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J&K daughters’ Bill rejected
Tribune News Service

Members of the National Conference argue for the introduction of the controversial Permanent Residents (Disqualification) Bill, 2004, in the Legislative Assembly in Srinagar on Friday.
Members of the National Conference argue for the introduction of the controversial Permanent Residents (Disqualification) Bill, 2004, in the Legislative Assembly in Srinagar on Friday. — Tribune photo by Amin War

Srinagar, August 27
Amid open confrontation between top leaders of the two main alliance parties — the Congress and PDP — the controversial Permanent Resident (Disqualification) Bill 2004, was rejected after an over two-and-a-half-hour-long discussion in the Jammu and Kashmir Legislative Assembly today.

The Bill was introduced again for being passed by the Law and Parliamentary Affairs Minister, Muzaffar Hussain Beigh, “as originally passed by the House”. But the National Conference, which has been seeking a simple majority for its passage, rejected the Speaker’s ruling by saying that there was no proper voting through consideration and passing motions. Its leader, Abdul Rahim Rather threatened to bring a no-confidence motion against the Speaker on the issue and said the Law Minister had been “physically stopped” by the Congress members from making his stand clear.

The Bill got rejected as only 47 members voted in its favour as against the required 57 for a two-third majority to give assent to it, as claimed by the Speaker, Mr Tara Chand. The Speaker, before adjourning the House ruled that the bill had been rejected as it did not get the two-third majority. Those in its favour included the opposition National Conference members, ruling PDP and other independents. The Congress, main ally of the coalition government, which opposed the Bill, did not vote in its favour. The voting followed resentment by the Congress members led by the Deputy Chief Minister, Mr Mangat Ram Sharma, and others, including Mr Raman Bhalla and Yogesh Sawhney, against the Law Minister’s remarks.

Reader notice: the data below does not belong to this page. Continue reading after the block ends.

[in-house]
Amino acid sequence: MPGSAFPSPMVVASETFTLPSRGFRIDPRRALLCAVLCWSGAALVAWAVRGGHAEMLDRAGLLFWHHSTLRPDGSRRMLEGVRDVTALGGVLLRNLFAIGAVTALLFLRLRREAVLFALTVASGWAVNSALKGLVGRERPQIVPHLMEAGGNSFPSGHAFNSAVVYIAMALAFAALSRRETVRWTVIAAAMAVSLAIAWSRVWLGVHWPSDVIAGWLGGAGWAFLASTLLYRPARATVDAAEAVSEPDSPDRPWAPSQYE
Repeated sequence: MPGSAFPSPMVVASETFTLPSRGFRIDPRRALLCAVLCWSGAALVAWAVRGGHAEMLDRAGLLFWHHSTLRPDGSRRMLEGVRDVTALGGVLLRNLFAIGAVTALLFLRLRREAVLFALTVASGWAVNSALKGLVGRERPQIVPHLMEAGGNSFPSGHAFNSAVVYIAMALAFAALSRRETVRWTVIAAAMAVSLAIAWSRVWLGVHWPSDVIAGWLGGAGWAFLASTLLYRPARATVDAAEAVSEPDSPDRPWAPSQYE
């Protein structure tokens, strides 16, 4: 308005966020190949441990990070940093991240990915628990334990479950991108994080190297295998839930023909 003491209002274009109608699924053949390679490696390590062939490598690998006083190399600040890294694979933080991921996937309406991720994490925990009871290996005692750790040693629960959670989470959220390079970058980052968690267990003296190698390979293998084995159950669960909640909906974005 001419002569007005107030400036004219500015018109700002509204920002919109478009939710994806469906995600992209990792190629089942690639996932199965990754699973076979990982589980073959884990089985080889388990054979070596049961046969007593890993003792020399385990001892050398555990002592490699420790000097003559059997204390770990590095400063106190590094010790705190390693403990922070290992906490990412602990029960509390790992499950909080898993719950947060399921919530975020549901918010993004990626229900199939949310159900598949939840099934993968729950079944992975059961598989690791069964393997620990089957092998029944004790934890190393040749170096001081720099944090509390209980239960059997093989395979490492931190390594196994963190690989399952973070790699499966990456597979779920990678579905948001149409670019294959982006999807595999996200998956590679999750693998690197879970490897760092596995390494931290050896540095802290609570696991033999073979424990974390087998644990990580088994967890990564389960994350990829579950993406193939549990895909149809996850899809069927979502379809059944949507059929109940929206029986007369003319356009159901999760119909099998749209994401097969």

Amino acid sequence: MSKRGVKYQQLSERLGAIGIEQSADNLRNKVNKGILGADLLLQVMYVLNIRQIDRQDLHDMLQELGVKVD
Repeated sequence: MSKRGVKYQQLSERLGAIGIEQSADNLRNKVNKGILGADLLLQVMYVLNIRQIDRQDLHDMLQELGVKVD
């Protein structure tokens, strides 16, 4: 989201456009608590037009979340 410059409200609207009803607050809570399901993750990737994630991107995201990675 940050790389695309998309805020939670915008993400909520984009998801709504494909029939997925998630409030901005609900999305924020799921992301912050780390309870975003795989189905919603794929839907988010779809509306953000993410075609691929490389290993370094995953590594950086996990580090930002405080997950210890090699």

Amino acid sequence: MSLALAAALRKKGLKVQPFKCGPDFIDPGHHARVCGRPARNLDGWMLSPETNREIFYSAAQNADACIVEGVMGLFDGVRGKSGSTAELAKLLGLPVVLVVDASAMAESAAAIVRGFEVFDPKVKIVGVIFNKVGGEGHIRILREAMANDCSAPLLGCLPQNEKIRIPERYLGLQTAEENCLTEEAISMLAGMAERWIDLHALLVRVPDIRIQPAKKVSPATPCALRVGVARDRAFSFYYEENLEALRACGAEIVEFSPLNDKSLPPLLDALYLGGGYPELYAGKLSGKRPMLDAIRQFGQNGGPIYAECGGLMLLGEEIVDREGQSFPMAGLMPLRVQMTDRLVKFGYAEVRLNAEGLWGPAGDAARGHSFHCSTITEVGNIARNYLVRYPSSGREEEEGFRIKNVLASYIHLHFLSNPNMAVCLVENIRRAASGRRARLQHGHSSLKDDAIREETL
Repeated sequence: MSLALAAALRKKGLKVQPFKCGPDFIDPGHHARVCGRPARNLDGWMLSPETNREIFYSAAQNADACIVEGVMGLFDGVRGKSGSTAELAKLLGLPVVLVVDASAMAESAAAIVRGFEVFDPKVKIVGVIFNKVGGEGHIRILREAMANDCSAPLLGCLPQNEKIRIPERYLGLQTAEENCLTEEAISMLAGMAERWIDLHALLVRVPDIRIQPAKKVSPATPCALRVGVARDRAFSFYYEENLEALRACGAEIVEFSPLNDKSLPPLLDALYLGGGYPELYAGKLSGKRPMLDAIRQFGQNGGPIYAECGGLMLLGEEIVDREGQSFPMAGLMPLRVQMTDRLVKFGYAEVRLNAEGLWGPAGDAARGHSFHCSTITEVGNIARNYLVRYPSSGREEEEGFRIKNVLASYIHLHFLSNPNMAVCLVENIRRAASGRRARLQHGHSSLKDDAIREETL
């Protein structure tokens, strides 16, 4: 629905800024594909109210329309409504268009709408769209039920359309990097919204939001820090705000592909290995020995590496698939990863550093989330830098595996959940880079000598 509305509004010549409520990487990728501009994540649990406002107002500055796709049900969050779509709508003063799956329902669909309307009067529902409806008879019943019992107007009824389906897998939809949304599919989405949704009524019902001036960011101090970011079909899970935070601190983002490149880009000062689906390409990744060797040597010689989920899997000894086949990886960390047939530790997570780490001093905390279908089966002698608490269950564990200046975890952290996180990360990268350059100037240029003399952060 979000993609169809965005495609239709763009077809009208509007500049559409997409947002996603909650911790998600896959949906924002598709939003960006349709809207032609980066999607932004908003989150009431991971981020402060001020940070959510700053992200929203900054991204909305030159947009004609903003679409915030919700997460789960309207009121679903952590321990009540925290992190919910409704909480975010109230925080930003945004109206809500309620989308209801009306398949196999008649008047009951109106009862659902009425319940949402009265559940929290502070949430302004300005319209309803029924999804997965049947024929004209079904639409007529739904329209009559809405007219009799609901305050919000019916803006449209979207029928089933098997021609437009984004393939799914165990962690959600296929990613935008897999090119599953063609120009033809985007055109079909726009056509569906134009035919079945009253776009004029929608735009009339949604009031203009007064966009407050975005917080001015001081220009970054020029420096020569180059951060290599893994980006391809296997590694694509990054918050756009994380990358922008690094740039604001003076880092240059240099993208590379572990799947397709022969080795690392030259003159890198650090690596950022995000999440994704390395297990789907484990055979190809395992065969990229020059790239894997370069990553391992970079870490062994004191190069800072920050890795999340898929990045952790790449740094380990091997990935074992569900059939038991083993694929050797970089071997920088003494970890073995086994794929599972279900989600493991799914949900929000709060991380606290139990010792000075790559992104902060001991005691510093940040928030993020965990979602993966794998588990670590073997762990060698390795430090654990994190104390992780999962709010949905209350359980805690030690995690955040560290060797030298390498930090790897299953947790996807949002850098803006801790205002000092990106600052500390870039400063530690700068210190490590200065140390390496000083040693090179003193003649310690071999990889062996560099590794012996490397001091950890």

There was an open confrontation in the House between the Congress ministers led by the Deputy Chief Minister, and the PDP with the Law and Parliamentary Affairs Minister, Mr Muzaffar Hussain Beigh in the forefront. It started when the Law minister expressed concern over the doubts and questions raised by the Congress against the Bill, which had been passed by the Assembly in March this year. The Law Minister said the Bill did not endanger India or the people of Jammu and Kashmir in any way and added that there was a danger when parties were divided in the House on regional or religious lines and this sent sending wrong signals. “Our basic right is to remove misgivings. The Congress says it is a gender discrimination”, commented Mr Beigh. He questioned as to “why do they doubt our identity?” This was resented to by Mr Mangat Ram Sharma of the Congress who was sitting close to the Law Minister. “Let me speak. Don’t try to browbeat me”, was the quick reply from Mr Beigh. He added that he was ready to resign and argued with Mr Sharma saying that he could “not stop peoples’ voice”. “Do not say that the Congress is with the BJP” came a quick answer from Peerzada Mohammad Sayeed, Rural Development Minister and newly appointed chief of the Pradesh Congress Committee. Mr Sharma said his party had relaxed rules providing room for further introduction of the Bill in the House.

The Speaker, Mr Tara Chand (Congress) later clarified that it was a pass motion in the House as the Bill had already been discussed and passed during the last session in Jammu. He added that there was direct voting while 47 members were in favour of the Bill. In reply to a question the Speaker said it was up to the government to decide whether to introduce the Bill again or not.

National Conference leader, Abdul Rahim Rather said the law minister was physically stopped when he was talking about the Constitution. He added that the Congress had made its stand clear that it was against the Bill. “They are not sincere and the Bill is still there”, he commented. Mr Rather held that it was the right of the members and not that of a single member and added that the Bill had not been rejected. Claiming that PDP members did not support the Law Minister, Mr Rather held that Mr Beigh had been discussing only the consideration of the Bill and not the pass motion.

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